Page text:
GuacStar Kitchen & Cantina: Good Drinks, Great Food, Weird Vibe

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When a new spot opens in town, we’re eager to check it out, let you know our initial impressions, share a few photos, and dish about some menu items. First Taste, as the name implies, is not a full-blown review, but instead, a peek inside restaurants that have just opened — an occasion to sample a few items and satisfy curiosities (both yours and ours).

Restaurant: GuacStar Kitchen & Cantina
Location: 920 East University Drive, #204, Tempe
Eats/drinks: Vegan Mexican food and cocktails
Open: About two months
Price: $$
Hours: 4 to 9 p.m. Monday to Thursday, 4 to 10 p.m. Friday and Saturday, 11 a.m. to 9 p.m. Sunday

I have two big takeaways from GuacStar Kitchen and Cantina, the poppin’ new vegan restaurant in central Tempe.

First, the good: Rene Andrade puts the chef in chef’s kiss. The former mastermind behind Ghost Kitchen and the star of our previous chiltepin coverage is turning out excellent dishes, and she’s backed by a kind, attentive serving staff.

Now the bad: The atmosphere is a mess.

If you get takeout, you would never know. The exterior looks cool, all lit up on the second story in a brick-heavy shopping plaza neighboring the Tempe Improv. Music and laughing spill out of the place. It’s truly inviting. But once you climb those stairs, the music is all you hear. So much so that you can’t easily communicate with the staff. You’re masked, your host is masked, and you are shouting how you’d love something on the patio.

I know that GuacStar is in major ASU country, located as it is near University Drive and Rural Road. But it’s not like they’re on Mill Avenue. The nightclub vibe is odd, considering it’s just a restaurant. The “spray-painted” graffiti-style logo on the east wall feels a bit played, like something that would have covered the walls of a tech startup in 2007. The neon-lit bar feels out of place this far from Mill’s main strip. And the playlist is loud, but we covered that, and all over the place, populated with everything from Alanis Morissette to Garth Brooks to Stone Tempe Pilots to Bon Jovi.

But, hey, at least we were heading toward the patio. Except the patio was four tables on a sliver of a balcony. It felt completely detached. More like we were being turned out the back entrance than being seated. A “Deliveries Only” sign may be in plain sight over your dining companion’s shoulder. Also, each puck light is has a different piece of colored plastic over it for a multicolored aesthetic. Ours was (clearly) blue.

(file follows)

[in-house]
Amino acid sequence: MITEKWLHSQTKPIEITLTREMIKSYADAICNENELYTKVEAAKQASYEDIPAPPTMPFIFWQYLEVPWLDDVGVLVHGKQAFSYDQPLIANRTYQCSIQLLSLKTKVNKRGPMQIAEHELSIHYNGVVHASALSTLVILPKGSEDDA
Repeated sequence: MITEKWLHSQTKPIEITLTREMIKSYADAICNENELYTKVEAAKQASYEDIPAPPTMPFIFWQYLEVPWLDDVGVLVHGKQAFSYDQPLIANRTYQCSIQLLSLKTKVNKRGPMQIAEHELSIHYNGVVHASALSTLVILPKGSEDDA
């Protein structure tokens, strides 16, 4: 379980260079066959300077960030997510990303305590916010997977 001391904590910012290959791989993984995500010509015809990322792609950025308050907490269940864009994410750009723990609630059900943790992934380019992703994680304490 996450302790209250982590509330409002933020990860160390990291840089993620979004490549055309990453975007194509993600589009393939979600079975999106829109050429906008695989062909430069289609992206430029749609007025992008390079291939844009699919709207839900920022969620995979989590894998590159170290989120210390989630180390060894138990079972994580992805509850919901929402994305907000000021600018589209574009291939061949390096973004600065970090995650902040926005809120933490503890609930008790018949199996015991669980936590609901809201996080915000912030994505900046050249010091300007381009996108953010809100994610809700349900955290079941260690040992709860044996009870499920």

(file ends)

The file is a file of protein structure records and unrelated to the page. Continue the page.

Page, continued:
But big recommend on that GuacPoc.EXPAND

But big recommend on that GuacPoc.

Lauren Cusimano

Okay, enough griping. On to the drinks.

The cocktails here are all tequila-based. Mi Tia is a tropical drink using tequila and all the fun Tiki ingredients (creme de coconut, pineapple and lime juice, vanilla bean extract). This drink sounded incredibly up my alley, and while good and good-looking, I’ve had much better (and stronger) Tiki drinks elsewhere (at places like The Ostrich or The Drunk Munk). Same with the Funky Donkey, a tequila version of a Moscow Mule that would still be appealing to those who might not love the smell and taste of tequila (like my dinner companion). But the lime juice, mango puree, mint Demerara simple syrup, and Q Mixers ginger beer meant this burro was not long for this world. However, there are better mules out there (like at AZ/88 or even The Duce).

I do not have mild words for the Tropical Heat margarita, an excellent cocktail. The chile de árbol was hot, apparently six times hotter than a jalapeño according to the menu. I felt that, but the immediate hit of the pineapple puree, mixed with the God-sent avocado pit and cilantro-infused tequila, gave it a nice balance. I would have had another if I didn’t have to descend those brick stairs.

Regarding the chips and salsa, don’t waste time debating which dip to try. Go straight for the trio — roasted tomato salsa, guacamole, and white bean puree. I demolished the salsa while my partner raved over the puree.

I went with a plate of three adobada asada tacos for my entree. These were three hand-pressed corn tortillas weighted with shitake and oyster mushrooms, corn nibblets, jalapeno fresno, and a squiggle of adobo sauce. All three were warm, flavorful mouthfuls of well-prepared mushrooms. But that is all they were — mouthfuls. I was surprised at their size (pretty small) compared to their price tag ($14). This plate could use one, even two, more tacos.

The Grilled Guac Pocket is eye-catching on the menu as well as the plate. It’s a little pressed flour tortilla packed with hot queso, poblano pinto beans, pico de gallo, stringy mozzarella, anaheim chile, and an impossible meat blend —along with red enchilada sauce, guacamole, and avocado crema to make each bite malleable. It’s also fantastic. Its first bite will remind you of Taco Bell, but in the best way possible. Like the best late-night, drunk, freshest tasting Taco Bell you’ve ever had, even though the star ingredient is that Impossible Foods meat blend. Big recommend.

Good, but there are better mules are there.EXPAND

Good, but there are better mules are there.

Lauren Cusimano

With mouths burning from the chile de árbol margarita (and my birthday approaching), I needed cake. Tres leches cake. This was a stupendous dessert, something I’d return for alone. The moist little squares of vanilla cake were beautifully topped with hand-torn mint leaf, diced strawberries, and whipped horchata cream. Incredible. We left happy.

Though I still mildly cringe at GuacStar’s dining room, in-house guests (and there were many of them) did seem to be enjoying themselves. Bottom line: I’d recommend the food to anyone, vegan or no, but I’m not sure I see myself headed back to dine in. 

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